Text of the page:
Monday, October 19, 2009

Here's How I Did It

Here is how I made those flower petals. This is the method I worked out. Someone else may know a better way.

First, wrap the thread around your hand, but instead of bringing it into the pinch as for a ring, bring the thread over the index finger and then into the pinch. This is the color that will show on the outer part of the petals. I used two shuttles, but perhaps this one could actually be a ball thread. You will hold this thread in place while weaving the other shuttle around it, so it feels a little like a cluny. Perhaps you could make a loom to hold the thread just like you do to avoid those cluny hand cramps.

Next, with the other shuttle, make an unflipped stitch around the left thread. (I had to make a few repeats before I could get a good photo.) If you are trying for one-sided/front-sided tatting appearance, make the halves of the stitch in reverse order.

Then make an unflipped stitch around the right thread.

Repeat back and forth, with the first stitches very close together, and then leaving more thread between sides as the V shape widens.

Once you have made enough repeats back and forth, end with a stitch on the left side. (Yes, that's an uneven number of stitches, but it works easier for me to start on the left.) Tension the stitiches so that they lie close together, and then begin making regular flipped stitches for the chain across the top of the petal.

Once you have enough stitches, tug this shuttle to tension the chain, then take the work off your hand and pull on the other shuttle to close the loop.

Then make one more stitch to bring the core thread down to the base of the petal. With the blue and gold threads, I had switched shuttles to make this stitch and with the pink and purple I did not. I'm not sure which way is best, though you would need to do it the second way if you were using a ball thread instead of two shuttles.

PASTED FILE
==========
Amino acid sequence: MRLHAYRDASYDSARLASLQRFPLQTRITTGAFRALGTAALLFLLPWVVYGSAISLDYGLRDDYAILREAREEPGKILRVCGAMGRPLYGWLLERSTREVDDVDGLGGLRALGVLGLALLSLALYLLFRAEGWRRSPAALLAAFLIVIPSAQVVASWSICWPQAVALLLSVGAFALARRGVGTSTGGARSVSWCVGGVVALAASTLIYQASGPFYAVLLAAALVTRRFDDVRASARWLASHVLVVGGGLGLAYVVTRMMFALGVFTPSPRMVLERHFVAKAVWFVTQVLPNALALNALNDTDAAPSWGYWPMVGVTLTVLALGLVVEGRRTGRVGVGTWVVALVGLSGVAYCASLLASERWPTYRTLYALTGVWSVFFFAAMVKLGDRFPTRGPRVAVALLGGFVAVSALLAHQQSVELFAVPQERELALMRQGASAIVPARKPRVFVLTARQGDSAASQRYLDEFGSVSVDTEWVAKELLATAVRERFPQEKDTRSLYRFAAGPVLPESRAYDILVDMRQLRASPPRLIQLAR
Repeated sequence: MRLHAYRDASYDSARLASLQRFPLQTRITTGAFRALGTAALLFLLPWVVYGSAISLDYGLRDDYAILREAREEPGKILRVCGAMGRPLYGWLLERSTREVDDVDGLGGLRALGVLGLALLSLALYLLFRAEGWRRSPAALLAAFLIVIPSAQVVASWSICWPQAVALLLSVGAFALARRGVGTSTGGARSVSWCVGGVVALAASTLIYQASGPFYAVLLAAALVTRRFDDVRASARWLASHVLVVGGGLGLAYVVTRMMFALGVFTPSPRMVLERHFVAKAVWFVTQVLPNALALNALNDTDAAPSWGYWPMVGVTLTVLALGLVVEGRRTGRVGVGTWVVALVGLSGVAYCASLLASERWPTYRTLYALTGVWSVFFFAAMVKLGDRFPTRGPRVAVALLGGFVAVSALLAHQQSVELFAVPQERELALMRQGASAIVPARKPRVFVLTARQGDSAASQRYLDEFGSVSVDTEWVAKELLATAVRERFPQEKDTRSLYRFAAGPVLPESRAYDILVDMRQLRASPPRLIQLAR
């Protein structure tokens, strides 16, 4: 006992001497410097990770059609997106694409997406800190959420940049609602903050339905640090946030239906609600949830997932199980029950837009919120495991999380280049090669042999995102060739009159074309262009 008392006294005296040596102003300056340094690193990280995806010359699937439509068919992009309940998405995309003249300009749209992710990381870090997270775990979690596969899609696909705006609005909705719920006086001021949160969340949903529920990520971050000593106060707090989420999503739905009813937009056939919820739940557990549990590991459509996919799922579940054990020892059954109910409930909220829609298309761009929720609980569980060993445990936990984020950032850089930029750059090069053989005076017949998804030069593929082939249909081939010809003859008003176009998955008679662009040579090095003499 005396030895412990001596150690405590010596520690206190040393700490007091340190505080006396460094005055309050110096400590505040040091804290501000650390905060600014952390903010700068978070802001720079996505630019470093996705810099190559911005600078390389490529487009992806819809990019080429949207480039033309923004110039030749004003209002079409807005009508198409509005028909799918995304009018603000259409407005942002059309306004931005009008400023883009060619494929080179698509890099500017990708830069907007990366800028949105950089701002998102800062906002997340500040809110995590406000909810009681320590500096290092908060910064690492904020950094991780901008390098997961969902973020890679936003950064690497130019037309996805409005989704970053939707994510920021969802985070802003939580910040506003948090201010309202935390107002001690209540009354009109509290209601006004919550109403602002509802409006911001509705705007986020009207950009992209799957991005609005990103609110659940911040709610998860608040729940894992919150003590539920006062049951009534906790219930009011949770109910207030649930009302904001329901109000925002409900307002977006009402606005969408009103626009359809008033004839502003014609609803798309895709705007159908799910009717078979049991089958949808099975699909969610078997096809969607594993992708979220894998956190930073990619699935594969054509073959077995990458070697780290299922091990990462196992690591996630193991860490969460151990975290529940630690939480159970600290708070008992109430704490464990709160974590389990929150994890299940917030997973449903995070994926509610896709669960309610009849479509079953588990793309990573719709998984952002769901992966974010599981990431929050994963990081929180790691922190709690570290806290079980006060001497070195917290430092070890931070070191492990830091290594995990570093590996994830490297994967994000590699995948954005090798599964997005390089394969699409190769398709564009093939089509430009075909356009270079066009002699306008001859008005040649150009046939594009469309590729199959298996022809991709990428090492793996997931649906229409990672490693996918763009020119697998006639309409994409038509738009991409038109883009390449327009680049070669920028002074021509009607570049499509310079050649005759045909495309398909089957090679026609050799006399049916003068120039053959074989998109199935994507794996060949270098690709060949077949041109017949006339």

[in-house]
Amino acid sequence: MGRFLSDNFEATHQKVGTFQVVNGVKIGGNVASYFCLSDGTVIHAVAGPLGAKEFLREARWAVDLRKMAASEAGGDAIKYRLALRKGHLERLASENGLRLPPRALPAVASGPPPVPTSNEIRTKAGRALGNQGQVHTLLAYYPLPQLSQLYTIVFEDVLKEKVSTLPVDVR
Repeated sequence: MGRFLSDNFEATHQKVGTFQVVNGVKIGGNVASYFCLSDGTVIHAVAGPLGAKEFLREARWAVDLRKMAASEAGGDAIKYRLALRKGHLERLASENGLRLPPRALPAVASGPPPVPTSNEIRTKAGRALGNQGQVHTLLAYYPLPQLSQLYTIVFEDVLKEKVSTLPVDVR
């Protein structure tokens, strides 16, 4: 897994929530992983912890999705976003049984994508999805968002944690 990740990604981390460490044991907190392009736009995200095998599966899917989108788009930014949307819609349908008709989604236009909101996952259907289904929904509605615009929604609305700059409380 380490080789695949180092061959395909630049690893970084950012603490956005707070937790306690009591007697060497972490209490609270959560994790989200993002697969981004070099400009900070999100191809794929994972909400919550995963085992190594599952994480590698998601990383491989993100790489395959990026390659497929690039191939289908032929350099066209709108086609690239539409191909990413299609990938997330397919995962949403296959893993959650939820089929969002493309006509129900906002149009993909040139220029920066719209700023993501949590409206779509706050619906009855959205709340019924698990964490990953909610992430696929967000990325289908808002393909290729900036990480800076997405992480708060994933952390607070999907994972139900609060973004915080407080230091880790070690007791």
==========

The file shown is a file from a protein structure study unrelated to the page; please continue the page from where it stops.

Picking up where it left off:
1. Martha,

    Great idea. I am going to give this one a try.


  2. Amazing! That is so clever - thank you for demonstrating so clearly, so tempted to have a go.

  3. Actually decided to try it and had no problem, very clear instructions, my tension needs a bit of work on it but otherwise looks fine, thank you again, I gather that the centre bit should be worked first?

  4. Fascinating! I love the look of this and it seems not that complicated. (Haven't tried it, however!)

    Both ways are appealing - depends on the design and the look you want to achieve.

    Your examples are great because they show each method in a pleasing shape!

    Thanks for posting the instructions.
    Fox : )

  5. Hey, thanks for sharing this Martha! I have added a link to this blogpost on my "Tatting Techniques" page so I can come back to it another time! Very nice of you to share. :)

  6. For this flower, I worked the little ring in the center first and joined to it between petals. The flower in the pattern Riet had might have moved from petal to petal without a center; I'm not sure.

  7. Great/brilliant tutorial, may even have a go...somewhere in the future! in another life maybe.
    Wat too many new techniques to learn that I can't even remember where I stored them. I will have to go to Chic's blog to refresh my memory.

  8. Hey Martha, this is just wonderful. Thanks for sharing! One question though: how do you join the petals at the top? Do you make a picot at the beginning of the chain and then join there? Thanks!

  9. That was so long ago, I can hardly remember. Your ideas sounds right, though.

  10. Thank you, Martha. It's a beautiful technique. I love the mix of tatting and weaving. Looks great.